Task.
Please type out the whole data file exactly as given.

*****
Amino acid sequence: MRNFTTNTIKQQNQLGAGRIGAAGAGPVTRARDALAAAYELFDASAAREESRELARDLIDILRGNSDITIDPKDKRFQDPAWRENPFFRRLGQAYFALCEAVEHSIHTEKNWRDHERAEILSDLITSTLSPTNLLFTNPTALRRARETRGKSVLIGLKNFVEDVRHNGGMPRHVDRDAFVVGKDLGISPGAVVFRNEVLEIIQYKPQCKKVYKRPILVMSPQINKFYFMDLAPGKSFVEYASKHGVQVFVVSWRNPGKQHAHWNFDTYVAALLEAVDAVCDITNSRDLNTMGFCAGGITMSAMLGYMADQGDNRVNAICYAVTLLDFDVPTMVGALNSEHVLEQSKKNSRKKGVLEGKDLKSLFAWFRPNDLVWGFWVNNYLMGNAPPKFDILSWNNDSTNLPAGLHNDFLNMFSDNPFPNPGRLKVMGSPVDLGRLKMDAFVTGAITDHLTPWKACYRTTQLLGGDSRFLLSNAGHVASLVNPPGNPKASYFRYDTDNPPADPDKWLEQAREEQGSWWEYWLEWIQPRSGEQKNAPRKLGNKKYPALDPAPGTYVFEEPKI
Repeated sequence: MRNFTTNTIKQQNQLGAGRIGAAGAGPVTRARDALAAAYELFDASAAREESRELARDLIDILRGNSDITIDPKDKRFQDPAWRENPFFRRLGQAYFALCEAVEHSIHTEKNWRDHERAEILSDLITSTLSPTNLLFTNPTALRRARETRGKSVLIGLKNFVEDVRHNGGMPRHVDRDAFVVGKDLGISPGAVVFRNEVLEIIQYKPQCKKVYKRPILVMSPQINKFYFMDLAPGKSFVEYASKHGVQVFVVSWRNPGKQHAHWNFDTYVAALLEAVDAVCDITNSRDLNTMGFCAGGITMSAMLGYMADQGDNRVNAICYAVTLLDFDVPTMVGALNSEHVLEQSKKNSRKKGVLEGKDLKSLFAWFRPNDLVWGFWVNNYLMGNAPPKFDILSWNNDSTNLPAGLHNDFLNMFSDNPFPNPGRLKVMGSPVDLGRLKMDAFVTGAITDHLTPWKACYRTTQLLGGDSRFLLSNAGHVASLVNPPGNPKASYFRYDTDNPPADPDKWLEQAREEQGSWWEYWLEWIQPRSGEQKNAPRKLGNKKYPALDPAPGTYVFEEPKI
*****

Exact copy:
Amino acid sequence: MRNFTTNTIKQQNQLGAGRIGAAGAGPVTRARDALAAAYELFDASAAREESRELARDLIDILRGNSDITIDPKDKRFQDPAWRENPFFRRLGQAYFALCEAVEHSIHTEKNWRDHERAEILSDLITSTLSPTNLLFTNPTALRRARETRGKSVLIGLKNFVEDVRHNGGMPRHVDRDAFVVGKDLGISPGAVVFRNEVLEIIQYKPQCKKVYKRPILVMSPQINKFYFMDLAPGKSFVEYASKHGVQVFVVSWRNPGKQHAHWNFDTYVAALLEAVDAVCDITNSRDLNTMGFCAGGITMSAMLGYMADQGDNRVNAICYAVTLLDFDVPTMVGALNSEHVLEQSKKNSRKKGVLEGKDLKSLFAWFRPNDLVWGFWVNNYLMGNAPPKFDILSWNNDSTNLPAGLHNDFLNMFSDNPFPNPGRLKVMGSPVDLGRLKMDAFVTGAITDHLTPWKACYRTTQLLGGDSRFLLSNAGHVASLVNPPGNPKASYFRYDTDNPPADPDKWLEQAREEQGSWWEYWLEWIQPRSGEQKNAPRKLGNKKYPALDPAPGTYVFEEPKI
Repeated sequence: MRNFTTNTIKQQNQLGAGRIGAAGAGPVTRARDALAAAYELFDASAAREESRELARDLIDILRGNSDITIDPKDKRFQDPAWRENPFFRRLGQAYFALCEAVEHSIHTEKNWRDHERAEILSDLITSTLSPTNLLFTNPTALRRARETRGKSVLIGLKNFVEDVRHNGGMPRHVDRDAFVVGKDLGISPGAVVFRNEVLEIIQYKPQCKKVYKRPILVMSPQINKFYFMDLAPGKSFVEYASKHGVQVFVVSWRNPGKQHAHWNFDTYVAALLEAVDAVCDITNSRDLNTMGFCAGGITMSAMLGYMADQGDNRVNAICYAVTLLDFDVPTMVGALNSEHVLEQSKKNSRKKGVLEGKDLKSLFAWFRPNDLVWGFWVNNYLMGNAPPKFDILSWNNDSTNLPAGLHNDFLNMFSDNPFPNPGRLKVMGSPVDLGRLKMDAFVTGAITDHLTPWKACYRTTQLLGGDSRFLLSNAGHVASLVNPPGNPKASYFRYDTDNPPADPDKWLEQAREEQGSWWEYWLEWIQPRSGEQKNAPRKLGNKKYPALDPAPGTYVFEEPKI